|A view from the stool|
I took this photo while I was sitting on the toilet Friday. The dogs are looking at Coraline, who is standing out of the frame inside the curtain-that-passes-for-a-door of the bathroom, because obviously she can't get near me.
This is what it's like every time I go to the bathroom -- 3 big dogs and a kid right on top of me. I make the dogs lie down, because otherwise they're at eye level and my bladder gets shy when somebody is staring me right in the eye with his tongue hanging out, panting, while I try to do my business. I actually caught myself saying today, "It is not OK to sniff my butt! NOT OK!"
Obviously I was talking to one of the dogs.
I was going to write a caption for this photo, and first I thought, A view from the toilet. Nah. That doesn't have a ring to it. It's got to be A view from the stool. That has a nice slant-rhyme quality.
And then I realized nobody uses the word stool anymore in that context. We all call the porcelain throne a toilet. When I was growing up, nobody I knew called it a toilet. We most often called it the stool. Or the potty. When I was older, the can. My dad could call it the shitter, but I would never have repeated that word -- in front of adults. That was a naughty word.
Because there were levels of appropriateness when it came to words that describe bodily functions and the receptacle for their products. For example, kids were not allowed to say pee. It was one of those cringe words. You might not have gotten a mouthful of soap, but you'd get the warning look. We said potty or number 1. Never piss. That was a naughty word.
As was shit, of course. We could say grunty. Did anybody else use that word? I'm not even sure I'm spelling it right. Or we could say number 2 or poo, but poop was on the line. Turd was OK, but kind of crass. And shit was a naughty word.
Fart is another word that just on the other side of appropriate. Not used in polite company, meaning adults. Windy was OK though, or stinker. Did somebody let a windy? My dad would say, "Did you hear that mouse go by on a motorcycle?" I still say that to Coraline, with proper theatrics. I should make a video, but who can predict when these things will happen?
We also never said vomit. It was throw up or urp. Erp? I hated that word, urp. My grandma always used it, and I loved her to death but that word is just too close to the sound for me.
There are no naughty words for burp or belch. Just say "excuse me."
As for body parts, I didn't know the word penis until I was 14. It was a ding ding or later a peter or a weiner. My brothers probably still call their penises ding dings though. I should ask them. Nah. One of my brothers is gay. I'm sure he knows more sophisticated words for his penis. Maybe some I don't even know.
We had no words for women's genitals. Not even the word genitals. I'm not sure how we talked about .... well, we didn't talk about .... down there. It didn't exist. I was probably 12 before I heard the word pussy, and that was a confusing word and also naughty. Did it mean "down there"? Or did it mean sissy? It meant both, but it was more often used for sissy. We mostly didn't talk about down there. The day my mom handed me a box of tampons and told me to figure out how to use them if I wanted to go swimming was the day I learned, from a Tampex insert, that I had a vagina. You stick it up the what? I digress. Cunt is a badass word that was invented much later, and I wish I'd known it in junior high.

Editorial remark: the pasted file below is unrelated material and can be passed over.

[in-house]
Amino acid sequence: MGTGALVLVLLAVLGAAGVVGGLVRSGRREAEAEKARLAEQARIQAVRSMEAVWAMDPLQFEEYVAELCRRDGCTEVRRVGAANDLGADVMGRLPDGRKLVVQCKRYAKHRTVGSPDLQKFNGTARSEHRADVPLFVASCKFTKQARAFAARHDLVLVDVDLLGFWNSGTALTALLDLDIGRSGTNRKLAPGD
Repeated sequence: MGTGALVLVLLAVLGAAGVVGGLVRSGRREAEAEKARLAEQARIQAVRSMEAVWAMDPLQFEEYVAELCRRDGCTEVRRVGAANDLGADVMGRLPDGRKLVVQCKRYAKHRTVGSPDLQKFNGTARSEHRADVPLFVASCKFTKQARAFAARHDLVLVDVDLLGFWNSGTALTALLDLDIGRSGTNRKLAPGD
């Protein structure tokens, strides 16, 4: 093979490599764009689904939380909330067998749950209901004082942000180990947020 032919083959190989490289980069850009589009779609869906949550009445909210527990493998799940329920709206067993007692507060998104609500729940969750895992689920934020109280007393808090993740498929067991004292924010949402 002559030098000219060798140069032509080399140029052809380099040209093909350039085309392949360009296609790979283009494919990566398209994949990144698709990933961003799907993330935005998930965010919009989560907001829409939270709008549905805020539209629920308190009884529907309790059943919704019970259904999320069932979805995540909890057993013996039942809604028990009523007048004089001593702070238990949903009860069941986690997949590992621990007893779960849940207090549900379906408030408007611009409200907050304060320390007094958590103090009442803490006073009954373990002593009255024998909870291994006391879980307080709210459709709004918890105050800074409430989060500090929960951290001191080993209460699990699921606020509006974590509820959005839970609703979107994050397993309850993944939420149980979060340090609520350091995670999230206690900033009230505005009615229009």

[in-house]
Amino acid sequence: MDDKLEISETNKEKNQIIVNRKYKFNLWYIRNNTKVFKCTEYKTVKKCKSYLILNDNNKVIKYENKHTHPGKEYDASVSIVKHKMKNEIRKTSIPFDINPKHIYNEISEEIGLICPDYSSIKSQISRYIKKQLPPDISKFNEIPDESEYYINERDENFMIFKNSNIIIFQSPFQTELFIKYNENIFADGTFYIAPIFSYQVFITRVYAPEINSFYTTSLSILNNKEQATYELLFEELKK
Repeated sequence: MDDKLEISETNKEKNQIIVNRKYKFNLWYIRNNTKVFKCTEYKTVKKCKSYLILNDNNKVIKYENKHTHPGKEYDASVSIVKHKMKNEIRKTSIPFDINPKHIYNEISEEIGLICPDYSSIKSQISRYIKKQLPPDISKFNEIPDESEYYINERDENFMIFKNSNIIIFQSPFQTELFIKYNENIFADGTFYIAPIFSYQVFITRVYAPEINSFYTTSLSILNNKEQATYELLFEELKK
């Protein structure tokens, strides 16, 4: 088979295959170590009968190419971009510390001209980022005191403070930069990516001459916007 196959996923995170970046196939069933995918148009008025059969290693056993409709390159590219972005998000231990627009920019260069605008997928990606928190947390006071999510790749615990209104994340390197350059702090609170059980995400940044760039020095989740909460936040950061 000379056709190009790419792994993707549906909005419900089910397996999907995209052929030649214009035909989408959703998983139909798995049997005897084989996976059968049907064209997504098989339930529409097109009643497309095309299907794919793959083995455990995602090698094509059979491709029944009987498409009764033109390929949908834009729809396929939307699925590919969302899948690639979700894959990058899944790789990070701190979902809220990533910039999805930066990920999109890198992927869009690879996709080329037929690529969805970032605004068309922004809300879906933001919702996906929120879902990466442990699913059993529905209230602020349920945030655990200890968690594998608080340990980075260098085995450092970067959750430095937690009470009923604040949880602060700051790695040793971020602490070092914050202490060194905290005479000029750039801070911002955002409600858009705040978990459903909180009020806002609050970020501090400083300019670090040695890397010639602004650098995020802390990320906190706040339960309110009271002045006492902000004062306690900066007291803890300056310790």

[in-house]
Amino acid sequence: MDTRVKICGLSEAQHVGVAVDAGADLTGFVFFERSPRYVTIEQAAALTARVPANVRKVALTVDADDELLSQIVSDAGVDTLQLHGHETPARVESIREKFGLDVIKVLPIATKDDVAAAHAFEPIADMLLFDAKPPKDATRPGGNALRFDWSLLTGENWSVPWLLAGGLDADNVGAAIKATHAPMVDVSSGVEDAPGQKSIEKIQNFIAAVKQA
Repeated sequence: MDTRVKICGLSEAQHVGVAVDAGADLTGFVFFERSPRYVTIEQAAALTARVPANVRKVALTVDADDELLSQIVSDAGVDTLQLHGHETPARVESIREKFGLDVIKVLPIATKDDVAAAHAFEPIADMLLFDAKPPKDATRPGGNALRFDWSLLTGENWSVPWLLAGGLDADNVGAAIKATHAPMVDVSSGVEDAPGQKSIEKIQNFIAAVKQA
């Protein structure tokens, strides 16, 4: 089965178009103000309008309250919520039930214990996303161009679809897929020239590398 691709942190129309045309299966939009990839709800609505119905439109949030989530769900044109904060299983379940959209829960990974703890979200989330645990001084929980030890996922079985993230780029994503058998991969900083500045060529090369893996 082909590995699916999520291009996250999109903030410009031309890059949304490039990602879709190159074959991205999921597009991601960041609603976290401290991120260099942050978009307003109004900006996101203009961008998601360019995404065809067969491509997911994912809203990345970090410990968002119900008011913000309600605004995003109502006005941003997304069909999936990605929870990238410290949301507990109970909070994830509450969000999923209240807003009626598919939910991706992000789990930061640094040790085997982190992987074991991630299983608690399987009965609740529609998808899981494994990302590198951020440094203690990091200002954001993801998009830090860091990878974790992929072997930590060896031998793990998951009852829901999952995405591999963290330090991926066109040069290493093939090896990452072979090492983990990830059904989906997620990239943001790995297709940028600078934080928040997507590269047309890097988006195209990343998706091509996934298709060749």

I don't think I had a word for breasts until I was older either. I remember pointing to my older cousin's newly developed chest while she was changing her shirt and asking, "What are those?" when I was five. She snapped, "You know what those are," and turned her back. I didn't mean I'd never seen breasts before though. I just wanted a word for them. I knew nipples, because even boys have nipples, but I didn't have a word for breasts. Breast-feeding was called nursing, and my mom didn't do that. Looking back, the first word, the acceptable word, must have been boobs. Breasts came along much later. So much mystery ...
For the backside, we said bottom. And even after I learned butt, it was a little bit over the line. A little risky. Ass was naughty for sure. Bum was British. People from Iowa look down on affectations like that.
It was a different time. People didn't even say damn on TV. You could get sent to the principal's office for calling somebody a poopy face.
Oh, sweet Jesus, it's Saturday night and the bars aren't even closed and I'm sitting on my couch writing about words for body parts and functions that don't exist any more. The words, I mean. Not the body parts. I can't even remember what I meant to write about tonight.
What about you? Any names for body parts or functions that have gone out of style or were peculiar to your family? Is this why my mom has always said I think too much?